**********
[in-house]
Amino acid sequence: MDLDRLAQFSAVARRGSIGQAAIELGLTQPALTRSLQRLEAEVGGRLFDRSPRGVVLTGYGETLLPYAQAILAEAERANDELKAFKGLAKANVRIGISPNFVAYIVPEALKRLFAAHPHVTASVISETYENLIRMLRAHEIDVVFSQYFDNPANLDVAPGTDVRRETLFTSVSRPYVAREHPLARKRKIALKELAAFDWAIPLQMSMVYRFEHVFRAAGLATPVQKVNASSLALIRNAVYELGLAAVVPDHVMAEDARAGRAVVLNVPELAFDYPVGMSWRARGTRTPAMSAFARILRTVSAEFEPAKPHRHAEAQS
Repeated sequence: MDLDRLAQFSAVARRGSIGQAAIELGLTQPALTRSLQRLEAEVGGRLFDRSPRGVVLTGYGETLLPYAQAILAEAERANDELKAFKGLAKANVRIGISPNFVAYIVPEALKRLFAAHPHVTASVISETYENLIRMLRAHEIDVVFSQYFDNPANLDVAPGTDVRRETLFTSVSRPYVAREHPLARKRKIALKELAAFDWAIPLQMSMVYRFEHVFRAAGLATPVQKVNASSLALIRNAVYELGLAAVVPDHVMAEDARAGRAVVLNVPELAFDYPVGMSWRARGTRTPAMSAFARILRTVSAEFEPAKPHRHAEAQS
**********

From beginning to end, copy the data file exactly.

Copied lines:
[in-house]
Amino acid sequence: MDLDRLAQFSAVARRGSIGQAAIELGLTQPALTRSLQRLEAEVGGRLFDRSPRGVVLTGYGETLLPYAQAILAEAERANDELKAFKGLAKANVRIGISPNFVAYIVPEALKRLFAAHPHVTASVISETYENLIRMLRAHEIDVVFSQYFDNPANLDVAPGTDVRRETLFTSVSRPYVAREHPLARKRKIALKELAAFDWAIPLQMSMVYRFEHVFRAAGLATPVQKVNASSLALIRNAVYELGLAAVVPDHVMAEDARAGRAVVLNVPELAFDYPVGMSWRARGTRTPAMSAFARILRTVSAEFEPAKPHRHAEAQS
Repeated sequence: MDLDRLAQFSAVARRGSIGQAAIELGLTQPALTRSLQRLEAEVGGRLFDRSPRGVVLTGYGETLLPYAQAILAEAERANDELKAFKGLAKANVRIGISPNFVAYIVPEALKRLFAAHPHVTASVISETYENLIRMLRAHEIDVVFSQYFDNPANLDVAPGTDVRRETLFTSVSRPYVAREHPLARKRKIALKELAAFDWAIPLQMSMVYRFEHVFRAAGLATPVQKVNASSLALIRNAVYELGLAAVVPDHVMAEDARAGRAVVLNVPELAFDYPVGMSWRARGTRTPAMSAFARILRTVSAEFEPAKPHRHAEAQS